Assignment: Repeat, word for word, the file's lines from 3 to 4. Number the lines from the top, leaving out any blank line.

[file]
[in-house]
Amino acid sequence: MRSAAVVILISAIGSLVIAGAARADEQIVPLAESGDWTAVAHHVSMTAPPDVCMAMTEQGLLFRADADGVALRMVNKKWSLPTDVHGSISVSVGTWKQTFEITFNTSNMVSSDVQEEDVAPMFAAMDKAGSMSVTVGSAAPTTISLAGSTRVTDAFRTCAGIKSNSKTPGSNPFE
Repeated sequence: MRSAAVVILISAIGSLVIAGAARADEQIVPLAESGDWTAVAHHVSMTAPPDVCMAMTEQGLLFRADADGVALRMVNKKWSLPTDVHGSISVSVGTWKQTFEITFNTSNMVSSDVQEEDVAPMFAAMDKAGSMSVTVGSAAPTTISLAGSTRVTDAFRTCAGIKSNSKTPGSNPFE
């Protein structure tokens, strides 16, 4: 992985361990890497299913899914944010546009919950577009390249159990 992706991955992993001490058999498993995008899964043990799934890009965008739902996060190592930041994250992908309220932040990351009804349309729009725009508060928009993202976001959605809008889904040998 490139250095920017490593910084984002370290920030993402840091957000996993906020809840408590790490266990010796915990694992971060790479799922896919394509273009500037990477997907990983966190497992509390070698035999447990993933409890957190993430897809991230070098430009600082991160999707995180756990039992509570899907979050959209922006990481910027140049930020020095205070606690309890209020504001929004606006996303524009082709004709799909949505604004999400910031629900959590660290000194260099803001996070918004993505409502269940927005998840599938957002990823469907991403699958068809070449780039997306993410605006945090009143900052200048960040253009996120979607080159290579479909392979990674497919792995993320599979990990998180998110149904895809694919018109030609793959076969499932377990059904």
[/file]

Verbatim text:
Repeated sequence: MRSAAVVILISAIGSLVIAGAARADEQIVPLAESGDWTAVAHHVSMTAPPDVCMAMTEQGLLFRADADGVALRMVNKKWSLPTDVHGSISVSVGTWKQTFEITFNTSNMVSSDVQEEDVAPMFAAMDKAGSMSVTVGSAAPTTISLAGSTRVTDAFRTCAGIKSNSKTPGSNPFE
């Protein structure tokens, strides 16, 4: 992985361990890497299913899914944010546009919950577009390249159990 992706991955992993001490058999498993995008899964043990799934890009965008739902996060190592930041994250992908309220932040990351009804349309729009725009508060928009993202976001959605809008889904040998 490139250095920017490593910084984002370290920030993402840091957000996993906020809840408590790490266990010796915990694992971060790479799922896919394509273009500037990477997907990983966190497992509390070698035999447990993933409890957190993430897809991230070098430009600082991160999707995180756990039992509570899907979050959209922006990481910027140049930020020095205070606690309890209020504001929004606006996303524009082709004709799909949505604004999400910031629900959590660290000194260099803001996070918004993505409502269940927005998840599938957002990823469907991403699958068809070449780039997306993410605006945090009143900052200048960040253009996120979607080159290579479909392979990674497919792995993320599979990990998180998110149904895809694919018109030609793959076969499932377990059904």